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Indeed, a typical Sunday at Our Lady and St Joseph shows how many look to Kingsland as their parish. The Church draws up to 1800 parishioners each weekend to one of the six Sunday Masses. There is a wide range of different groups in the parish, including St Vincent de Paul, the Legion of Mary and a Charismatic Prayer Group, to name but a few. Young people have a strong engagement with the parish, particularly at the 9.30 Family Mass which also has a very committed choir, Fr Michael emphasises. In May, 70 young candidates received their First Holy Communion in the parish, showing that the enthusiasm for living the faith continues to the next generation. Part of the success in this continuity is the close relationship with Our Lady & St Joseph Primary School, located on the site of the former parish church. The school was recently awarded an Outstanding report by Ofsted, recognition, as Fr Michael says, for the excellent standards and teaching at the school. Building a church brick by brick Mention of the site of the former parish church shows the strong link the parish has with its history. It was founded in 1854 with a predominantly Irish community, the Masses being celebrated initially in the first floor of a house and a converted storage shed before moving to Culford Road. Fr Michael is keen to stress the legacy of Fr William Dempsey, the parish priest for 42 years until 1964, under whose tenure the funding and building of the current church on Balls Pond Road began. As part of the fundraising appeal parishioners were asked to buy an individual brick at the cost of £1 or £5, all of which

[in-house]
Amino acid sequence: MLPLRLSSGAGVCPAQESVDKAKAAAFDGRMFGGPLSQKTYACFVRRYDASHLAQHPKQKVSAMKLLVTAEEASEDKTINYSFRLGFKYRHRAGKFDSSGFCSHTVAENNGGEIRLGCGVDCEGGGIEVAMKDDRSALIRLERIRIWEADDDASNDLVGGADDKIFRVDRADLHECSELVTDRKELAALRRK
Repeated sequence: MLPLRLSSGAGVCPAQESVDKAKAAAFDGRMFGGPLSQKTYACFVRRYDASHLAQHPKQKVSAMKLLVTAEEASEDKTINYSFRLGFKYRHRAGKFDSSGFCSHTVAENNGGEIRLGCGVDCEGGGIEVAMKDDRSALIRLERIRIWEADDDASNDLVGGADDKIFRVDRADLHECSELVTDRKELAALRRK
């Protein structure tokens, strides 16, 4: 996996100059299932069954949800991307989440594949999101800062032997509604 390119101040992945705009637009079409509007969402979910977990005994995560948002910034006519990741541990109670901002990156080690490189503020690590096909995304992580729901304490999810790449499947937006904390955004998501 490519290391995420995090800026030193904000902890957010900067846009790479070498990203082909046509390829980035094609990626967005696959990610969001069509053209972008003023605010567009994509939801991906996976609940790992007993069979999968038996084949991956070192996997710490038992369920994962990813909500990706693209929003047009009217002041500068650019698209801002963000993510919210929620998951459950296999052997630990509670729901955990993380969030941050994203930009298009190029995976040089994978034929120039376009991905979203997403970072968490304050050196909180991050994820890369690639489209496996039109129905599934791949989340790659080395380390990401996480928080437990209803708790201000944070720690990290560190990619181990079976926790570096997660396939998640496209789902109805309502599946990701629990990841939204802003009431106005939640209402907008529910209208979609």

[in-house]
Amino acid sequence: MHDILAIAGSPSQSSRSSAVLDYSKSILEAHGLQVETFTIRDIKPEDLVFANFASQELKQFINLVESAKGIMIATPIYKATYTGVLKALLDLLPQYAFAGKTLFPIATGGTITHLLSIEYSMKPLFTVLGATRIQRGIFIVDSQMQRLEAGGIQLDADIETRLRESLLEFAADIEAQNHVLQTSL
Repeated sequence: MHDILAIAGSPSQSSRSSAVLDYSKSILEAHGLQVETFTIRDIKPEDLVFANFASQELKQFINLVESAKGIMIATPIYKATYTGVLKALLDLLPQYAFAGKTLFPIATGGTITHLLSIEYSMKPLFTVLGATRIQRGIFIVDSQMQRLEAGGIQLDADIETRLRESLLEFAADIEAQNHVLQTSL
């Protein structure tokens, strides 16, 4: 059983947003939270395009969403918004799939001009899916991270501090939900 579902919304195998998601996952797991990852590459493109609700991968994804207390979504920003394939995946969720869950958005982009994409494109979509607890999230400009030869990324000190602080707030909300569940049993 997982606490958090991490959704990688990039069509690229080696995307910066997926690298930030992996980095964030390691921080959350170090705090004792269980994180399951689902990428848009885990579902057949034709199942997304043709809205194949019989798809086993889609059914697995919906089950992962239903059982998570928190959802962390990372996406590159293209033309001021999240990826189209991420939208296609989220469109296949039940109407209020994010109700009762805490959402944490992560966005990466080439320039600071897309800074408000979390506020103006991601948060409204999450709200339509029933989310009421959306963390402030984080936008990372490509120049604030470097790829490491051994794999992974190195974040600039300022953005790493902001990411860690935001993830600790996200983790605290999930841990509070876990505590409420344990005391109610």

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helped raise the needed £120,000, giving local people a real sense of ownership in the parish. The local community also saw much change from that period to the present day, with new parishioners from around the world coming to the areas of Dalston, Canonbury and Hackney that the church serves. This has meant the parish has become ‘truly Catholic in its embrace and universality’. In this sense it isn’t the building situated on the Balls Pond Road that is testament to the Christian witness lived out in the United Kingdom, but rather the example of how it is lived by the parishioners of Our Lady and St Joseph each day.